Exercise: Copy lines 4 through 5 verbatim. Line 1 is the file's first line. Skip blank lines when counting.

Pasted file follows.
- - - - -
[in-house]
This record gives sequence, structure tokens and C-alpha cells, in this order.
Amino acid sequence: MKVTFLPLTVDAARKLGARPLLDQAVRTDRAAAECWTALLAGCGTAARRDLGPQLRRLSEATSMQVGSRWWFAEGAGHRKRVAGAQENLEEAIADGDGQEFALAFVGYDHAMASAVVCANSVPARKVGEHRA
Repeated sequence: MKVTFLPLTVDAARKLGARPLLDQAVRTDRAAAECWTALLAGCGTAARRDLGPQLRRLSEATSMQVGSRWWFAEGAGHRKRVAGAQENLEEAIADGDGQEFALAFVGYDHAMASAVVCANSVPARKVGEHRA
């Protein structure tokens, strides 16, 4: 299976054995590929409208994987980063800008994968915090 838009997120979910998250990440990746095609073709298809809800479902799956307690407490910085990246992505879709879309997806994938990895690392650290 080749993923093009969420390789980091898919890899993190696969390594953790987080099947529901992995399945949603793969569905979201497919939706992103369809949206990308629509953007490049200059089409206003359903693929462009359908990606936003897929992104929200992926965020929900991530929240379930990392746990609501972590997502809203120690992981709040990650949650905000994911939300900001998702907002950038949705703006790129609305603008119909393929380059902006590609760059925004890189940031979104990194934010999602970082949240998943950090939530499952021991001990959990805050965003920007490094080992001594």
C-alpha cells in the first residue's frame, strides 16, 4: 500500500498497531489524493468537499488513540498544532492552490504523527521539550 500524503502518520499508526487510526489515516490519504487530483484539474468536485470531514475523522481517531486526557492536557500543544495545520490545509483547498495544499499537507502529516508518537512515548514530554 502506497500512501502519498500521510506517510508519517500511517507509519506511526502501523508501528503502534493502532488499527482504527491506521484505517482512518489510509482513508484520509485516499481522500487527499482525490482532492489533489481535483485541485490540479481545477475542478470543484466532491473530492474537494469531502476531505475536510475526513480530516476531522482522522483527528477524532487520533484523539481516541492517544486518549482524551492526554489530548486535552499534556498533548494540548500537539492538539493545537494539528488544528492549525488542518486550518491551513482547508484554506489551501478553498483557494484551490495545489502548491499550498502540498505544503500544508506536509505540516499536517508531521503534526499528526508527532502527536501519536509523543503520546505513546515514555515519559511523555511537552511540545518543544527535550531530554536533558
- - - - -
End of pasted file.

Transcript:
Repeated sequence: MKVTFLPLTVDAARKLGARPLLDQAVRTDRAAAECWTALLAGCGTAARRDLGPQLRRLSEATSMQVGSRWWFAEGAGHRKRVAGAQENLEEAIADGDGQEFALAFVGYDHAMASAVVCANSVPARKVGEHRA
């Protein structure tokens, strides 16, 4: 299976054995590929409208994987980063800008994968915090 838009997120979910998250990440990746095609073709298809809800479902799956307690407490910085990246992505879709879309997806994938990895690392650290 080749993923093009969420390789980091898919890899993190696969390594953790987080099947529901992995399945949603793969569905979201497919939706992103369809949206990308629509953007490049200059089409206003359903693929462009359908990606936003897929992104929200992926965020929900991530929240379930990392746990609501972590997502809203120690992981709040990650949650905000994911939300900001998702907002950038949705703006790129609305603008119909393929380059902006590609760059925004890189940031979104990194934010999602970082949240998943950090939530499952021991001990959990805050965003920007490094080992001594």